Notably, the Ombudsman's decisions in disciplinary cases are appealable to the CA under Rule 43 of the Rules of Court. Consequently, the RTC had no jurisdiction to interfere with or restrain the execution of the Ombudsman's decisions in disciplinary cases,[46] more so, because at the time Judge Sison issued the TRO on January 10, 2012 and proceeded with the writ of preliminary injunction on January 17, 2012 against the enforcement of the Ombudsman Order of Suspension, the CA had already affirmed that very same Order of Suspension in its Decision dated January 2, 2012.

In any event, Judge Sison should have, at the very least, been aware that court orders or decisions cannot be the subject matter of a petition for declaratory relief.[47] They are not included within the purview of the words "other written instrument"[48] in Rule 63[49] of the Rules of Court governing petitions for declaratory relief. The same principle applies to orders, resolutions, or decisions of quasi-judicial bodies,[50] and this is anchored on the principle of res judicata.[51] Consequently, a judgment rendered by a court or a quasi-judicial body is conclusive on the parties, subject only to appellate authority.[52] The losing party cannot modify or escape the effects of judgment under the guise of an action for declaratory relief.[53]

Here, Echiverri, et al.'s Petition for Declaratory Relief specifically prayed that the RTC "make a definite judicial declaration on the rights and obligations of the parties asserting adverse legal interests with respect to the implementation of the [order of] preventive suspension,"[54] effectively putting into question the CA-affirmed Ombudsman Order of Suspension — a matter clearly beyond the ambit of the RTCs jurisdiction. This, coupled with the deference to the basic precepts of jurisdiction required of judges, leads to no other conclusion than that Judge Sison acted in gross ignorance of the law in proceeding with the issuance of the writ of preliminary injunction.

As a serious charge under Rule 140 of the Rules of Court as amended by A.M. No. 01-8-10-SC, the penalty for gross ignorance of the law or procedure ranges from a fine of more than P20,000.00 but not exceeding P40,000.00 to dismissal.[55] Inasmuch as Judge Sison had already retired on December 9, 2014, the imposition of the penalty of suspension is no longer feasible. In lieu of suspension, a fine may still be imposed.[56] Considering that this is not Judge Sison's first offense, the Court finds that the fine of Forty Thousand Pesos (P40,000.00) is justified under the circumstances.[57] In light of this Court's Resolution dated August 5, 2015, the fine shall be charged against the retained amounts from Judge Sison.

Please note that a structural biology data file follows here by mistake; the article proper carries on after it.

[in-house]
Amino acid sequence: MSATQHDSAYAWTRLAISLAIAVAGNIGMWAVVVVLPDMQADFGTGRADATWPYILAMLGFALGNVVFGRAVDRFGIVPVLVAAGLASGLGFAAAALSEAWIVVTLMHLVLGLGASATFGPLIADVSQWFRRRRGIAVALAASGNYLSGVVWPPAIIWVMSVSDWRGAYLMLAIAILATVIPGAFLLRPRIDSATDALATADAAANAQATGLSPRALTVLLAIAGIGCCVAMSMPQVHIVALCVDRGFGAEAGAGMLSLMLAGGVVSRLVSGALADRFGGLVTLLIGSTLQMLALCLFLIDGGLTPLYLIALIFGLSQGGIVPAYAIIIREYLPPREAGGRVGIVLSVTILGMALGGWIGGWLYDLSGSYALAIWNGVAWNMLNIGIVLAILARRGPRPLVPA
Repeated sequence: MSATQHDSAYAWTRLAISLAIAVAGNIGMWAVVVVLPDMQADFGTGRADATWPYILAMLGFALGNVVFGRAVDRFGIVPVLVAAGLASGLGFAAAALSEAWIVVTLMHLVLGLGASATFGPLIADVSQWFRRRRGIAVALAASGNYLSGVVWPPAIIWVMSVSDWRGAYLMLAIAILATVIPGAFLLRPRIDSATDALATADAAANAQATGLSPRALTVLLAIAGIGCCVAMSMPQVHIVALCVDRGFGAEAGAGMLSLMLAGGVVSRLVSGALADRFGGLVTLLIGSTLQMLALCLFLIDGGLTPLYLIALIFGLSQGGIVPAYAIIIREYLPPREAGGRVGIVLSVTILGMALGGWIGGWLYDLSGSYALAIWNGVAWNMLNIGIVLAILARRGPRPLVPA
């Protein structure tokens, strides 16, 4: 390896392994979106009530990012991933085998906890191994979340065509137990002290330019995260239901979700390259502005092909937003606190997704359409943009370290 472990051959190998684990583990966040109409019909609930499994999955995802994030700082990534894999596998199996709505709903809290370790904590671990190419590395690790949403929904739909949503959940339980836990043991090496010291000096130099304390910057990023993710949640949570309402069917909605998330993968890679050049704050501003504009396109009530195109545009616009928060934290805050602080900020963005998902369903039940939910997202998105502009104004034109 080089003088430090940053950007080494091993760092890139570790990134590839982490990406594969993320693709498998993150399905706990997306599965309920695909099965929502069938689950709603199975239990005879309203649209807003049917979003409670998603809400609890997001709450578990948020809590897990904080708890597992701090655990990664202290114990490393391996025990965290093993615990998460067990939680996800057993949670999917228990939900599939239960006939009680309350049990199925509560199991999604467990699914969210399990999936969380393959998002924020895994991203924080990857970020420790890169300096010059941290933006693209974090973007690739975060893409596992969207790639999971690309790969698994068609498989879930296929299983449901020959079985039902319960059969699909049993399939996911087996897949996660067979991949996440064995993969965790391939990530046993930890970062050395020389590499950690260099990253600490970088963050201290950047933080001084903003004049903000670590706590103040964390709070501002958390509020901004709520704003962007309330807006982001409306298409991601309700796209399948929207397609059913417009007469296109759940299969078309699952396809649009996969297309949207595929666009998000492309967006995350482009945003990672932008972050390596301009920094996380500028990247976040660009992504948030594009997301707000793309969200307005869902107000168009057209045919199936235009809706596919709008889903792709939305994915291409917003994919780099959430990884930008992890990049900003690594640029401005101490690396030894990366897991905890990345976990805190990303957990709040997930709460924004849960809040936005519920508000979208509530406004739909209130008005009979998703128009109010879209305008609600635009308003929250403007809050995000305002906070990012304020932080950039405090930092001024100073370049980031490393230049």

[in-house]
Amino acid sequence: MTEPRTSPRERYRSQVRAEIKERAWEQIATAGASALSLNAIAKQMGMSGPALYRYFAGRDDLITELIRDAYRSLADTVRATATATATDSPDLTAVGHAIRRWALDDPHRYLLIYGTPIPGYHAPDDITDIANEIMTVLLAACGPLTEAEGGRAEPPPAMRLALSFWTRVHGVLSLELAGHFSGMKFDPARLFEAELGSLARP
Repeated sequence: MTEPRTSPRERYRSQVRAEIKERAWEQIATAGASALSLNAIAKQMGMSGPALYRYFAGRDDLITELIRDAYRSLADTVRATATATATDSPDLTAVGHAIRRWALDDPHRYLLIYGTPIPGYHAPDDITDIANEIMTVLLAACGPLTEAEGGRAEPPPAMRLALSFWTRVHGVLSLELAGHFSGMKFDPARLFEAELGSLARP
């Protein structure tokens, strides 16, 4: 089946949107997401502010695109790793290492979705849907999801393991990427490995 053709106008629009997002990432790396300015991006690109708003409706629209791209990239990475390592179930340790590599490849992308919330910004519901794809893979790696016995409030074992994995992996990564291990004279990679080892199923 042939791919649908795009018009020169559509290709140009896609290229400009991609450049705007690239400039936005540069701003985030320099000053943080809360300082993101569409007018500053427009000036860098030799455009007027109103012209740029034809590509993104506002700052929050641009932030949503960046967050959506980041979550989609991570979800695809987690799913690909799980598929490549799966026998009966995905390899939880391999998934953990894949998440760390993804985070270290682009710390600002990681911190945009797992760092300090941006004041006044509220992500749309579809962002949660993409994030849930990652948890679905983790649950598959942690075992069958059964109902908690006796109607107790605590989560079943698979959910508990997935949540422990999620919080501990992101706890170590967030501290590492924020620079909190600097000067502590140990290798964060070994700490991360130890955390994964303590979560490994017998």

WHEREFORE, the Court hereby finds retired Judge Dionisio C. Sison GUILTY of gross ignorance of the law under Section 8, Rule 140 of the Rules of Court as amended by A.M. No. 01-8-10-SC, and is hereby ordered to PAY A FINE of Forty Thousand Pesos (P40,000.00), to be deducted from his terminal leave benefits earlier retained pursuant to this Court's Resolution dated August 5, 2015, with the remaining amount to be released to Judge Sison immediately.

SO ORDERED.

Carpio (Chairperson), Peralta, and Perlas-Bernabe, JJ., concur.
Reyes, Jr., J., on leave.


[1] See Complaint, rollo, pp. 1-20.

[2] Re: Proposed Amendment to Rule 140 of the Rules of Court Re Discipline of Justices and Judges, September 11, 2001.

[3] Rollo, p. 292.

[4] See id. at 4, 33-34, 292.

[5] Id. at 21-28.

[6] Id. at 5, 26.

[7] Id. at 30-69. Penned by Associate Justice Agnes Reyes-Carpio, with Associate Justices Rebecca De Guia-Salvador and Stephen C. Cruz concurring.

[8] Id. at 68.

[9] Id. at 70-80.

[10] Also referred to as Special Civil Action No. C-1060 and Special Civil Action No. 1060 in other parts of the rollo.

[11] Rollo, pp. 79, 292.

[12] Id. at 6, 292.

[13] Id. at 148-171.

[14] Id. at 172-175.

[15] Id. at 6.

[16] Id. at 7, 293.

[17] Id.

[18] Id. at 176-178.

[19] Id. at 7-8, 293.

[20] Id. at 179-190.